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Wandering eyes of innocence in need of role models

Article and artwork by Courtney M. Cox

Special 'Thank you' to Tiara Andress

We were all children at one point. We all had "grown-ups" in our lives that we looked up to. Right now, we are those "grown-ups" and children, upcoming generations, they need us more than ever. The actions and the voices we choose to enhance in this time are so crucial in molding the absorbing young minds of kids. Children are so innocent and so fragile, the things they are inevitably being exposed to right now need a "grown-up" explanation.

I created this image in my head one day after exhausting myself on headlines and news clips. The image started as two innocent kids, but quickly my vision turned sad with anger and destruction. However, despite the chaos around them, there was hope in the simple comfort that two children found in each other. So, I decided to create a short story to go along with it and I hope it resonates with you in some way. Here it is:


There once was a girl and a boy whom were blinded by love in their growing friendship. They did not see each other for the color of their skin, but rather for what they really were—best friends. 

As the girl and the boy grew older, the girl noticed her friend getting picked on for the color of his skin. She never let the bullies get very far though. And when she demanded they apologize to the boy, they would listen and do as she told them. Although the boy appreciated the girl protecting him, he wished he could stand up for himself without getting suspended. No matter the bruises on his body or the black eyes swollen shut, it would always be deemed his fault.

The girl and the boy went their separate ways in college, but always stayed in touch. She didn’t have the best grades, but probably had the best social life of the two. Meanwhile, the boy had, without doubt, a bright future with his exceptional GPA. But when it came to job opportunities, the boy was happy for, but couldn’t quite grasp how, the girl was getting interview after interview, and call back after call back, while he was fighting for the chance at just one meaningful interview---one where someone would actually engage with him and not just throw in occasional head nods.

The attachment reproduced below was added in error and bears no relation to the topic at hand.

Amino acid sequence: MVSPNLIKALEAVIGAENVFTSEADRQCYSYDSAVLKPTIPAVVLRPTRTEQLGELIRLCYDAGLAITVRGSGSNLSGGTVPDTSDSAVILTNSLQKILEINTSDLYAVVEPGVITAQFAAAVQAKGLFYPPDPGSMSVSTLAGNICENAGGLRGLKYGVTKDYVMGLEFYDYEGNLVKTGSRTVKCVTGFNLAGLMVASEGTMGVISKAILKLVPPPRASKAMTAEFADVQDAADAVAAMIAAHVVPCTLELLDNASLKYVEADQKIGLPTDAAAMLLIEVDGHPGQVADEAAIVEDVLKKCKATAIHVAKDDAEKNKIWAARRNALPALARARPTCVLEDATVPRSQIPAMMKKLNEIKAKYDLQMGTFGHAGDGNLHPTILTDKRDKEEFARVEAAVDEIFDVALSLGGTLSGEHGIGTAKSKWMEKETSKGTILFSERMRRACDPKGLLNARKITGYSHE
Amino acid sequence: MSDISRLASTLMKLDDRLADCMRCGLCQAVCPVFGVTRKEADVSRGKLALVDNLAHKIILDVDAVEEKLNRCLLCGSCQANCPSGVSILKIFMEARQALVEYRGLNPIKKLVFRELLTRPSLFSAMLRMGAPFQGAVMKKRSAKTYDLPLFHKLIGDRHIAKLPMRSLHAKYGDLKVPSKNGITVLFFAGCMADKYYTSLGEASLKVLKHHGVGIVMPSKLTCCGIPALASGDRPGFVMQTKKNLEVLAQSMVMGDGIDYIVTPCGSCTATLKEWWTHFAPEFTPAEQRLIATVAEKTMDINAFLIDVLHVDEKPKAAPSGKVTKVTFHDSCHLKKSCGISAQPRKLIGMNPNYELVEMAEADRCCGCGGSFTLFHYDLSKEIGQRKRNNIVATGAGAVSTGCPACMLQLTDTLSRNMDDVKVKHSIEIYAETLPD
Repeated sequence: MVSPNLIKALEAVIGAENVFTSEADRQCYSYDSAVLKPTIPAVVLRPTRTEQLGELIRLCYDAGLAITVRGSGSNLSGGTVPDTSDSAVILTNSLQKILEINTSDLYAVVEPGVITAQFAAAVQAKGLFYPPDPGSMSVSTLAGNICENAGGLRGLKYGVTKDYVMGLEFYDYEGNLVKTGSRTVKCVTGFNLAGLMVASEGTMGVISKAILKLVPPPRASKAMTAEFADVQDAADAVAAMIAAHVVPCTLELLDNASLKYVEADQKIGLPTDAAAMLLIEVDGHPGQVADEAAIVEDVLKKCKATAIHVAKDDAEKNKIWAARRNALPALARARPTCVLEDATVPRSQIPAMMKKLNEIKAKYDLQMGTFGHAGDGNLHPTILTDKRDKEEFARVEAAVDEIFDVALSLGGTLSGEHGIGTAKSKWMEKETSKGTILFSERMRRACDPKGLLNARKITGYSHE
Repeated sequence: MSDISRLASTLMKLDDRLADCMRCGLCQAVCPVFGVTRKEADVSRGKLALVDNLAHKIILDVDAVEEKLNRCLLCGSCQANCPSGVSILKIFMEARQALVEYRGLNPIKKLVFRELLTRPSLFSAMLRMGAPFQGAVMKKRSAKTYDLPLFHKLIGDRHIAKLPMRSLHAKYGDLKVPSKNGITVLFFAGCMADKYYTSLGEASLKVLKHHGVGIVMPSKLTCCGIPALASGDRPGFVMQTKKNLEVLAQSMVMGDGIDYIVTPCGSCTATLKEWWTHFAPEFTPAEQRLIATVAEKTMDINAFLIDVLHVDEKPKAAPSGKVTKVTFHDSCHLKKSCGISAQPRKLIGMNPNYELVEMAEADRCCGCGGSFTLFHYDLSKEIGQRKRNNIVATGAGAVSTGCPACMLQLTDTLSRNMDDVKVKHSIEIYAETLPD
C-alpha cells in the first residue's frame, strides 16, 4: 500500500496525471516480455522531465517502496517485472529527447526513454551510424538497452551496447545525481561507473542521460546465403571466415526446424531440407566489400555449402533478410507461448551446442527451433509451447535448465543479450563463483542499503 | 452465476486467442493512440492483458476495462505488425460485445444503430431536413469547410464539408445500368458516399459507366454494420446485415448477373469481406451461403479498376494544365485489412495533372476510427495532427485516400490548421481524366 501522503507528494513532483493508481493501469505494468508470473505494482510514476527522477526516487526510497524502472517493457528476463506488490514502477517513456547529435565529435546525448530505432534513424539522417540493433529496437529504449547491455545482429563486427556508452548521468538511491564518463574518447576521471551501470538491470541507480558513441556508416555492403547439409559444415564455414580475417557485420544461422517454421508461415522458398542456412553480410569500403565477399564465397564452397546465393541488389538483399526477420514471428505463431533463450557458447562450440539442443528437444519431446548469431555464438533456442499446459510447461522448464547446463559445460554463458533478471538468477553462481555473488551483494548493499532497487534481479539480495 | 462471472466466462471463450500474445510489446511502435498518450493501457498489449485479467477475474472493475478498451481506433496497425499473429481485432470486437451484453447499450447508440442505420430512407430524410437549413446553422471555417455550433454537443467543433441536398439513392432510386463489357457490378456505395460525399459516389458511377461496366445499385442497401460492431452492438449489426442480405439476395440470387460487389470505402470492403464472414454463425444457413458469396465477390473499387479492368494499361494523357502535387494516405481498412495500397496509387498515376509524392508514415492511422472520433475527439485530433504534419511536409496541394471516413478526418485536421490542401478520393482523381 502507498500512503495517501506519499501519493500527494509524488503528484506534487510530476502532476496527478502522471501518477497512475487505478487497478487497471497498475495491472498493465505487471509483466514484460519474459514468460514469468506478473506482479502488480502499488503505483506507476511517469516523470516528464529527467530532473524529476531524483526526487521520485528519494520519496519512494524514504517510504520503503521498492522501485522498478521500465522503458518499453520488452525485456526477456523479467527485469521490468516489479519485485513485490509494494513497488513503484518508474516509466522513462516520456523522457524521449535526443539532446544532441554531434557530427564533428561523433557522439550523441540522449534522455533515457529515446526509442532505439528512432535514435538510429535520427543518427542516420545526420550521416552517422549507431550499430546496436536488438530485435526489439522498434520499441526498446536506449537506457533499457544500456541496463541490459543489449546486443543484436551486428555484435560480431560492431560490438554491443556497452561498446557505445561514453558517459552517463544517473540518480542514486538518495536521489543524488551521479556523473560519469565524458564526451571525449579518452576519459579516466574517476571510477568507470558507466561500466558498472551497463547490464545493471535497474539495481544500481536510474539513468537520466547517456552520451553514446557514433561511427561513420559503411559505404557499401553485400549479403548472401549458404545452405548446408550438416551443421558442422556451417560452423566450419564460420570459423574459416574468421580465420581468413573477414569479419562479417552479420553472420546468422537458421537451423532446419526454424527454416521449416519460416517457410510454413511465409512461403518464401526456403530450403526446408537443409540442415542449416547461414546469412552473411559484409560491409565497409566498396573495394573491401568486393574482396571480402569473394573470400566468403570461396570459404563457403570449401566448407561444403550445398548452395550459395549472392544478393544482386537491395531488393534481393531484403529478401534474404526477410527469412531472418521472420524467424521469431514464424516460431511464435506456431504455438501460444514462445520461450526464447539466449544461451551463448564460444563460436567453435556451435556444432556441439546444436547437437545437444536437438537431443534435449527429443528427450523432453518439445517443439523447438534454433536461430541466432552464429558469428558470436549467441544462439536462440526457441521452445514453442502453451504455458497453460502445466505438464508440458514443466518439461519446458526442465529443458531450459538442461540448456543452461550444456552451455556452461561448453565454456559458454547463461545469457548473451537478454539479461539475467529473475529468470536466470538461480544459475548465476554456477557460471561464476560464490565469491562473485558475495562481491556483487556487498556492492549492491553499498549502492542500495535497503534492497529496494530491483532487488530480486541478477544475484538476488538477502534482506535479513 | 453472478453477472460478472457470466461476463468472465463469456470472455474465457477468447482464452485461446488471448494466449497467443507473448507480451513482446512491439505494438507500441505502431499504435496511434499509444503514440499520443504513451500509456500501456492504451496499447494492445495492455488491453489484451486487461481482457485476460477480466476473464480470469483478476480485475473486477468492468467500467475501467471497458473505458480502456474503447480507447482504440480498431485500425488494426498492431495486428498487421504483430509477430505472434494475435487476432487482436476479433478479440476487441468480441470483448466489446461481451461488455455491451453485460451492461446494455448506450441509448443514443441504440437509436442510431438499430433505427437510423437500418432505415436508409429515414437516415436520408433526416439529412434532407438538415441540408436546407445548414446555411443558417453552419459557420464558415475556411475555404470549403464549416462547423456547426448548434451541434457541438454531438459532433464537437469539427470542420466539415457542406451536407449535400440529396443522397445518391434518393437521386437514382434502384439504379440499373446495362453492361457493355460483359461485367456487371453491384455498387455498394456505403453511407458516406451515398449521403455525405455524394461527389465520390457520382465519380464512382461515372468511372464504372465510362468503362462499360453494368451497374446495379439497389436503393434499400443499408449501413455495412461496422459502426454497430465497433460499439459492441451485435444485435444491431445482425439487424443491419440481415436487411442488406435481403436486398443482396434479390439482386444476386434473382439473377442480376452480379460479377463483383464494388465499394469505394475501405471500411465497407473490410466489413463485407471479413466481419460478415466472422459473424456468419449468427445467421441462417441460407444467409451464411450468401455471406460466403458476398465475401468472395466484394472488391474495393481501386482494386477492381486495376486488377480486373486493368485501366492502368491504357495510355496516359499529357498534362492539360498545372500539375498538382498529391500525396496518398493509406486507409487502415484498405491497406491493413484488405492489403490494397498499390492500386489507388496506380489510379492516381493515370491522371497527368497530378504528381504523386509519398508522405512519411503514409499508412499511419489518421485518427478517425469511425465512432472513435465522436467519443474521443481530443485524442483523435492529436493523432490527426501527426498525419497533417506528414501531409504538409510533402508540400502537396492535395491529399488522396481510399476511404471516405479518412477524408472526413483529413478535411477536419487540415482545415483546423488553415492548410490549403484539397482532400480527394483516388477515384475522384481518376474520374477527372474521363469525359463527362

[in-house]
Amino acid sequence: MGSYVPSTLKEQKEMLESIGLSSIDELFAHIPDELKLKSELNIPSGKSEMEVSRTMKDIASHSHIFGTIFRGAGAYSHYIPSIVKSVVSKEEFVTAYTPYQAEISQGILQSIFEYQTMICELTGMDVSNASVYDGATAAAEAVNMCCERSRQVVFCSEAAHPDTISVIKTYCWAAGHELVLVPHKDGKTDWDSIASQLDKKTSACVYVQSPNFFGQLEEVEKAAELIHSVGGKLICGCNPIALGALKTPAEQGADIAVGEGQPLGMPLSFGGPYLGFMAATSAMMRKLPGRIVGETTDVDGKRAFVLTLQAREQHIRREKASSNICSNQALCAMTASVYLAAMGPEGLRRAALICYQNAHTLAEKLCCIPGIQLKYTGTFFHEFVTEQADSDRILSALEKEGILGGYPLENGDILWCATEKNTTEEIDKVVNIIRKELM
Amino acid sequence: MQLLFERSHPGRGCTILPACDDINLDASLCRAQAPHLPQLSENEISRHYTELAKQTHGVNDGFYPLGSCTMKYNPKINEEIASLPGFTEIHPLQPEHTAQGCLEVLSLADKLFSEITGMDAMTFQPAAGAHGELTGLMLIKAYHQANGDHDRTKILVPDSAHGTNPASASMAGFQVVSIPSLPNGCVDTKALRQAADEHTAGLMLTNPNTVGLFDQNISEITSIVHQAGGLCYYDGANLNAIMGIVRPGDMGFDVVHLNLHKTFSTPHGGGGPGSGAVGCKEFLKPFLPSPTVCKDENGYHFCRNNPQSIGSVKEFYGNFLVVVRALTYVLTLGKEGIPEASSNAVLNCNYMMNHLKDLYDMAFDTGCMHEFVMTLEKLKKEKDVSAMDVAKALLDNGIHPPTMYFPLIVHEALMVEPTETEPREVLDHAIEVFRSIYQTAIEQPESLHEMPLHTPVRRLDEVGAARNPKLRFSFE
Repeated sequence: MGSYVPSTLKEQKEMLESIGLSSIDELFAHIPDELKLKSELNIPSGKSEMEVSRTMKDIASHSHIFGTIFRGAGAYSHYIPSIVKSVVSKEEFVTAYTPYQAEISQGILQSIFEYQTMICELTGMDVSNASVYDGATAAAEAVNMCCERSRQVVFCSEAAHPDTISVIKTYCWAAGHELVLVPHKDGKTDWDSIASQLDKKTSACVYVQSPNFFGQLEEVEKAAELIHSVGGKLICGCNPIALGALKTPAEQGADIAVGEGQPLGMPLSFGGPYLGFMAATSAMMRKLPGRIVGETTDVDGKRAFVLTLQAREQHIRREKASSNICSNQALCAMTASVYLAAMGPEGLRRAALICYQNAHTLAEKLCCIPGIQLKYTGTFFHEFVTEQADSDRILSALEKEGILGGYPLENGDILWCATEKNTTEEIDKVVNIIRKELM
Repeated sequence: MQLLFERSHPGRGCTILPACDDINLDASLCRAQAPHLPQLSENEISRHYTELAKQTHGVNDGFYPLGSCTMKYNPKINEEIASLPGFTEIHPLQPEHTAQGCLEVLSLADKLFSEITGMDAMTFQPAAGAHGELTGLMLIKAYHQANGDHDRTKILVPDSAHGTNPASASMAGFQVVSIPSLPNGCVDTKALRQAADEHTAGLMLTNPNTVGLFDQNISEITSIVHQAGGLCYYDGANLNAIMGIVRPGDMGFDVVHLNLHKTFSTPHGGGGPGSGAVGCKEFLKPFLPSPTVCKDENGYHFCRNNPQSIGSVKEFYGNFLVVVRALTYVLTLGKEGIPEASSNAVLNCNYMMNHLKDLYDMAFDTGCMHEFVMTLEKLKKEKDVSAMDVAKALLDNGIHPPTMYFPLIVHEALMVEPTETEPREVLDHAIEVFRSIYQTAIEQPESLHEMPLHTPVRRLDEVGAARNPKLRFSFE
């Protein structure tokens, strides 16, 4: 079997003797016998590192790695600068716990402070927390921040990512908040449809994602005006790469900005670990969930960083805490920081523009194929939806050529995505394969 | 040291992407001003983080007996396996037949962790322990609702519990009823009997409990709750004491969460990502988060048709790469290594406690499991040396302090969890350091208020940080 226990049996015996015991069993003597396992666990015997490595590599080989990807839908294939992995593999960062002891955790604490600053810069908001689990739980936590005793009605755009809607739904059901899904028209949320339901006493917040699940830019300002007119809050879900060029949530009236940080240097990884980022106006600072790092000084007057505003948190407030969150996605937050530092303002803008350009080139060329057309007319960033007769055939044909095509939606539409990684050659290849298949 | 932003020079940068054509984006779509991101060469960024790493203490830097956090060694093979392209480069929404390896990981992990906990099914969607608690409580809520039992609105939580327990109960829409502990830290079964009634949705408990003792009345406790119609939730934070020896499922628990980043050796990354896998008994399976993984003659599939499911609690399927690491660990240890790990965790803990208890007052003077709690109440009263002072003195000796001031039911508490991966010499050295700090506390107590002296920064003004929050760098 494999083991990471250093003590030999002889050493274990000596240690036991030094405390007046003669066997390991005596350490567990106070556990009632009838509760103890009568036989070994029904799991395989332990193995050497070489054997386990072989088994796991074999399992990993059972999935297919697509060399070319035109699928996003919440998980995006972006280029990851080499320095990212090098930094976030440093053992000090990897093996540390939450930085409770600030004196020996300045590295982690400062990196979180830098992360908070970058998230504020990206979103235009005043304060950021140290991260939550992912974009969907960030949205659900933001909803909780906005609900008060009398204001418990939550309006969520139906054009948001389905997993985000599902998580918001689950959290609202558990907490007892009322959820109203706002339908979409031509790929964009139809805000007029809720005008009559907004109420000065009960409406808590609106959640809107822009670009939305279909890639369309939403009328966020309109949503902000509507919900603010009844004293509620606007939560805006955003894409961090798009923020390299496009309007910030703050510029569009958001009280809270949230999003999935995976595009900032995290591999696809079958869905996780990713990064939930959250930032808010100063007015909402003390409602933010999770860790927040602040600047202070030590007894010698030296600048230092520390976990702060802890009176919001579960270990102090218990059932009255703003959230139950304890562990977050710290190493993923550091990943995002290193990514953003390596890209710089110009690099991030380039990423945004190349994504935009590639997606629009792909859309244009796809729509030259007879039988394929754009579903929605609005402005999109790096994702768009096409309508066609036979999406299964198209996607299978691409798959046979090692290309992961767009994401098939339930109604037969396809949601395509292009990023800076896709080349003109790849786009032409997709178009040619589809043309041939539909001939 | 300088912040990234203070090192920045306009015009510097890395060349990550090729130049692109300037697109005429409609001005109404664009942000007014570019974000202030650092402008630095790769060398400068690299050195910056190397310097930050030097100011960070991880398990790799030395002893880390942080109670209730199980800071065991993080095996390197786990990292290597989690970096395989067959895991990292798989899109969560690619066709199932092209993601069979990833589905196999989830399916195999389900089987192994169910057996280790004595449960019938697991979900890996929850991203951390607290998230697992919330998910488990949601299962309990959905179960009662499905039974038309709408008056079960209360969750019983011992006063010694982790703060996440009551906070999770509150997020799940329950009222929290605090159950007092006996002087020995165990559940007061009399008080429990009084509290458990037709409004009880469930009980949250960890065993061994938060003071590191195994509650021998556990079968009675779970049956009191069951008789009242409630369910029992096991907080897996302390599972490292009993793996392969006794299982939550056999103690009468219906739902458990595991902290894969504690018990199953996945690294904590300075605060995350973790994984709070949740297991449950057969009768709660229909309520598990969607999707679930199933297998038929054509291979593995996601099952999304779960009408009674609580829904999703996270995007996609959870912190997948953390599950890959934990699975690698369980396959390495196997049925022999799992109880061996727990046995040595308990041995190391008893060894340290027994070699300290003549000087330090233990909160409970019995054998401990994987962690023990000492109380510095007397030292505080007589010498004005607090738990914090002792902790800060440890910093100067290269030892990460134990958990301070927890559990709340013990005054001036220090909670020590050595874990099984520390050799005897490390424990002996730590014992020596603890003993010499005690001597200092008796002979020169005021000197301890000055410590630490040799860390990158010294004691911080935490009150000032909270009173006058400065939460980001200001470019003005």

When the girl got her dream job and the boy got an assistant role to the same employer, he approached her about it. He asked her, “Do you know what white privilege is?” And she looked confused. He said “Well, you’ve got it. You’ve had it your whole life. You had it when you stood up for me in high school and you have it now, in the job we both worked hard for, but we both know I earned. Look around you, I’m the only black person at this company and look where they’ve placed me.” The statistics were against her and the truth was, she knew he was beyond qualified for the position they hired him for. “I’m black, and they hired me solely for that purpose, so that this can be considered an ‘equal’ and ‘diverse’ work place,” he said. The girl didn’t know how to respond. She felt his words as a cold unjustifiable truth.

The boss approached the boy hard at work one morning, “You’re fired,” he said. The girl overheard this and immediately butted in, “How can you fire him? He’s done nothing wrong?” The boss replied uneasy, “We just feel his performance has been poor, and so we’re letting him go.” She took one look at the boy and looked at her boss and said, “If he’s fired, then I quit. You and I both know he could do both our jobs combined if he wanted. And I’m not going to work one more second for a business that can’t see past the color of someone’s skin.”

They walked out, the girl and the boy. He smiled at her and she reached for his hand. "Wherever you go, I’m standing with you; whatever you need, I’ll help you get it; whoever you’re fighting against, I’ll give you my voice to raise yours.”


A dear friend, past co-worker, woman of the black community and helpful contributor to this short story, reminded me of a very special and honorable quote, "Be the person you needed when you were a child." Thank you Tiara Andress for that beautiful reminder and for helping me use my voice and creativity to raise awareness to #blacklivesmatter. We have to be better than the ones who raised us; we have to work harder at educating ourselves; we have to be able to be held accountable for the wrongs, and work to make them right; we have to lead by example and lead by being anti-racist.

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